Crystal Wellman's contemporary dance performance takes on a dark side 

The Human Experience

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John Sease

When Crystal Wellman, a professional dancer and choreographer, debuted her contemporary dance performance Light Lines last July, she didn't anticipate that the project would evolve into a larger two-part production. Nearly one year later, Wellman's initial concept has developed a darker antithesis performance, ABYSS, which debuts at Woolfe Street Playhouse this Sat. Aug. 4.

Wellman is the founder of the Unbound Ballet Project, a community she created to explore new artistic avenues while simultaneously providing her fellow dancers with an opportunity to work in the off season. "After Spoleto, there's a lull in the arts scene and in the dance scene in general here, so I'm trying to do my part to create work for us and entertainment for Charleston," she says. Wellman constructs and plans all aspects of the performances — including this Saturday's ABYSS — and relies on friends and fellow dance lovers from the Charleston community for assistance.

To fully understand ABYSS, we have to take a look back at Light Lines. Wellman's debut Charleston performance began as an endeavour to capture a particular aesthetic quality of the now closed yoga studio, Reverb, where she also worked as a yoga instructor. When she saw the mosaic of light that filtered through the large windows, her concept took shape. She says, "I walked into Reverb and thought, 'Oh, this is it.' The box was very porous. The way it took in the sunlight and the sunset. You could see the light across the walls in different shades of color, and it kind of moved back and forth. It was very beautiful. It just grew from there. It wasn't a complicated inspiration."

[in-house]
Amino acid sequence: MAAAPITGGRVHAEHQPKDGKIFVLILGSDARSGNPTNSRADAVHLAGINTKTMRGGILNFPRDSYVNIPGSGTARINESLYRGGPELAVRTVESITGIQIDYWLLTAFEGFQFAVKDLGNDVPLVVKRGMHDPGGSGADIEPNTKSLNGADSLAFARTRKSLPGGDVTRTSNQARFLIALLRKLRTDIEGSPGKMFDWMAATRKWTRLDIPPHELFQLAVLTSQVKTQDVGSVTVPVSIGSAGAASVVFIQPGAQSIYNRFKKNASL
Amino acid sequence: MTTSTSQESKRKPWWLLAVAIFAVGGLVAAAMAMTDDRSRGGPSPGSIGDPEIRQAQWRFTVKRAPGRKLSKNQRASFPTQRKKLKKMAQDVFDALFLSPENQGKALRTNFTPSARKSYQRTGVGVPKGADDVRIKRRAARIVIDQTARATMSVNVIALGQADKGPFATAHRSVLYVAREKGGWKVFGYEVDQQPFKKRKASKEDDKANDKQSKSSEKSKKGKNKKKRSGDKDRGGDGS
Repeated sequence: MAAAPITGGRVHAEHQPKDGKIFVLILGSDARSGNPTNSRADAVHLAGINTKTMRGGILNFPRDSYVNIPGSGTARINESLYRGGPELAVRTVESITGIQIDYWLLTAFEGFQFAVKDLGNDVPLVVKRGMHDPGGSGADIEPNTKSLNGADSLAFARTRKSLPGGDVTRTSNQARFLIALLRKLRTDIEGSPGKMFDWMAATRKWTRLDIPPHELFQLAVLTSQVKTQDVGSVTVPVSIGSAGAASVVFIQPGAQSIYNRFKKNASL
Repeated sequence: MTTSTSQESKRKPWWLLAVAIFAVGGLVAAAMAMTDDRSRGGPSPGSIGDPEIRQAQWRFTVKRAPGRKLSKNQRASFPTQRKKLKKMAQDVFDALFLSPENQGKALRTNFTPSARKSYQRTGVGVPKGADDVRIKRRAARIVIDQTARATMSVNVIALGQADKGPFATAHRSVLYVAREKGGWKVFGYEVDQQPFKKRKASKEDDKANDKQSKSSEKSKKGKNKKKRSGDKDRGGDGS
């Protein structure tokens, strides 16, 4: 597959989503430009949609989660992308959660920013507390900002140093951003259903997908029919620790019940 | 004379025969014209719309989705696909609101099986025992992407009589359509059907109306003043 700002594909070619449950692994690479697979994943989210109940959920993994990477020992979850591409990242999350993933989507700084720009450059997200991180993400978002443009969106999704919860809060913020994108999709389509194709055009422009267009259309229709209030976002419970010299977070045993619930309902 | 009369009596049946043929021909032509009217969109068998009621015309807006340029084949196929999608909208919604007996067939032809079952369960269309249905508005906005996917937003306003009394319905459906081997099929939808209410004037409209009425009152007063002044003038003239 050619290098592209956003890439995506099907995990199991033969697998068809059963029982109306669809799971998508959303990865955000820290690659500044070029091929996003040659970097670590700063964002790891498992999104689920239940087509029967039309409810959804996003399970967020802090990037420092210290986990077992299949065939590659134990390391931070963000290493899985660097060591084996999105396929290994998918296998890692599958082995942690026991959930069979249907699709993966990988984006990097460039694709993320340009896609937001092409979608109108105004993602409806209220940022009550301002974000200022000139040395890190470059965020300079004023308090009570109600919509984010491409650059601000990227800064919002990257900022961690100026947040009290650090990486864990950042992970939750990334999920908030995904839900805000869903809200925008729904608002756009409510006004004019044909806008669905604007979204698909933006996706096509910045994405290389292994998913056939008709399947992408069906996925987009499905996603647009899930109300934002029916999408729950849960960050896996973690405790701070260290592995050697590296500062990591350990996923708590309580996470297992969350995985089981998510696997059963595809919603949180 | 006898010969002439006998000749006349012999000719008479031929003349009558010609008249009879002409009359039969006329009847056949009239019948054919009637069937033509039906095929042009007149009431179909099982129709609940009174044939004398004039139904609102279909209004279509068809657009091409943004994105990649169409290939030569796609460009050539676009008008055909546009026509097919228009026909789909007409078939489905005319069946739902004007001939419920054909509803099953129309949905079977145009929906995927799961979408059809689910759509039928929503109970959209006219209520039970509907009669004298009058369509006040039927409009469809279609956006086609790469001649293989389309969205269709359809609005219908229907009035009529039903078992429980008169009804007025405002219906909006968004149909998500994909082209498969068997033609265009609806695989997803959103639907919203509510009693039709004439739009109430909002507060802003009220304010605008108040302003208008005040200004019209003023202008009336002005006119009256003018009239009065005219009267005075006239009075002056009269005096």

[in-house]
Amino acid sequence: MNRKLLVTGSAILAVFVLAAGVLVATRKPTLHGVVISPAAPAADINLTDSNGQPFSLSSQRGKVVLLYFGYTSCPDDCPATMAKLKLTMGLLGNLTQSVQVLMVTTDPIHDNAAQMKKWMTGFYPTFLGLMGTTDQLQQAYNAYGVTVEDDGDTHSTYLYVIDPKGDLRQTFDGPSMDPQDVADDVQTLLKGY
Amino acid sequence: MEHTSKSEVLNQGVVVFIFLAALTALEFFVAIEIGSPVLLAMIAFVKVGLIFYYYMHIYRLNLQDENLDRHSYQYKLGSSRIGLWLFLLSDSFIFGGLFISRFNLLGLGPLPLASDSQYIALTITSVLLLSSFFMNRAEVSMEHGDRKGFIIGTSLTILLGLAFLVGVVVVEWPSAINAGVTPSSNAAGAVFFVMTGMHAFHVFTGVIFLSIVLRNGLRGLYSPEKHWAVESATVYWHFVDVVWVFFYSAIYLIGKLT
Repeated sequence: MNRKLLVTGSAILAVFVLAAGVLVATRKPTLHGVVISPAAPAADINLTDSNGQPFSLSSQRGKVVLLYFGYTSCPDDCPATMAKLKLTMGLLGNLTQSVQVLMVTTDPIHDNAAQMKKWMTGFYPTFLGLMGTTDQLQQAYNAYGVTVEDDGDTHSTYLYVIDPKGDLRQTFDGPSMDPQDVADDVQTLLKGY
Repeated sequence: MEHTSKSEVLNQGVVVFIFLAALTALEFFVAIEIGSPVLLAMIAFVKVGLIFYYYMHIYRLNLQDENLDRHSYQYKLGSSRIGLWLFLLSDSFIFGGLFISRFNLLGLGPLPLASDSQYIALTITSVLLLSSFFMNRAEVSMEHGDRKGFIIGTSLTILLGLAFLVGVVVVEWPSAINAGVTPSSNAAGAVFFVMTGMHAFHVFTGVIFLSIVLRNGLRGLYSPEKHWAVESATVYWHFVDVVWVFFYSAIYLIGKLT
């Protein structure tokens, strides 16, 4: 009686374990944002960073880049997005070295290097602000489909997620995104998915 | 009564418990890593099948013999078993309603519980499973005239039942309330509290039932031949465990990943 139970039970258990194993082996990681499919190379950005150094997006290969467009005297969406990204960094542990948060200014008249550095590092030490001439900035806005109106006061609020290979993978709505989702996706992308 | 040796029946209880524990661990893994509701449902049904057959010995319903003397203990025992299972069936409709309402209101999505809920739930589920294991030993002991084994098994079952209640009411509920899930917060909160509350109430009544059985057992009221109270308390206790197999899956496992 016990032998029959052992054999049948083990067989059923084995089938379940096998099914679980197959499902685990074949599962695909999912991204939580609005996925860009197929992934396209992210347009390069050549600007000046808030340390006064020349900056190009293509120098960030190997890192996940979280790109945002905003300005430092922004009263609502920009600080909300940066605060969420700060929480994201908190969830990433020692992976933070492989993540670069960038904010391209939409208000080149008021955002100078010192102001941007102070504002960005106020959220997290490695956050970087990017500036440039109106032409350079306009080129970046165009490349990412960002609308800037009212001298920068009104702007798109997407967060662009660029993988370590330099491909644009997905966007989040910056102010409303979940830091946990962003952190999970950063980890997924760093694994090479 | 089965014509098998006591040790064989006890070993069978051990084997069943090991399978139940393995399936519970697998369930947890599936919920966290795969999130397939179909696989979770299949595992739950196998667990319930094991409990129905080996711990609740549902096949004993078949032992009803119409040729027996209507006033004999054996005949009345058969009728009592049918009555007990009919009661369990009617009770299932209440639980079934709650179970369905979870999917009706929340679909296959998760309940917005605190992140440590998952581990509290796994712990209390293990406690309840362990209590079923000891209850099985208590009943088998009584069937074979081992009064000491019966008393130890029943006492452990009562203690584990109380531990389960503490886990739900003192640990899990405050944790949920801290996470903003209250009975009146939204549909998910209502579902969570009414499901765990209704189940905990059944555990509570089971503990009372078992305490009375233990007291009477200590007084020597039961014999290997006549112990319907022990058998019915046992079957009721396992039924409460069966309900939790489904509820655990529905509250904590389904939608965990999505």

What started purely as a celebration of the aesthetic in Light Lines has transformed into an impassioned follow-up performance. Wellman gathered inspiration for the show from the past year's experiences. "As I grew the piece, it became more about what me and the dancers were going through at the time and playing with different aspects of being a human." ABYSS became a representation of the darker side of the human experience — the side born from internal struggle. "We all have those ebbs and flows," says Crystal, "and this is definitely inspired by those darker spaces within us." In the years to come, Wellman hopes to juxtapose the two in one complete performance. ABYSS will be considered the first act, with Light Lines following up as a denouement. Together, the two acts serve as a kind of yin and yang, representative of the light and the dark forces that coexist within us all.

With the closing of Reverb earlier this year, Wellman was forced to find a new venue in which to perform ABYSS. She's found the perfect setting in the dark, interior warehouse of the Woolfe Street Playhouse. The warehouse is a small, intimate venue with a seating capacity for around 75 audience members. As with Light Lines, ABYSS will be performed in an open-concept space where dancers and viewers meet without barriers or separation. There's no wing space, so the audience will be able to see the performers the entire time.

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Every detail is choreographed — down to where the dancers will change costumes. The intention is to allow the audience to feel that they are interacting directly with the performance. "If you were to go to an art gallery and view an art installment, that's the feeling I want this to have," says Wellman. "Every single thing is planned from the time the audience walks in until the time they leave. You're on a ride, basically, having a full experience." Contrary to Light Lines, the music will be heavier and will incorporate voices — one of the eight dancers is an opera singer from Bolivia.

Charleston's dance community was given a preview of ABYSS during a fundraiser held on June 29. They performed two pas de deux, or a dance for two people, one with two women and one between a man and a woman. "Those were about the times in your life where you feel like you know someone really well, but then you figure out that you don't know them at all," says Wellman. "When you see a side of someone that is completely different from what you expected from that person."


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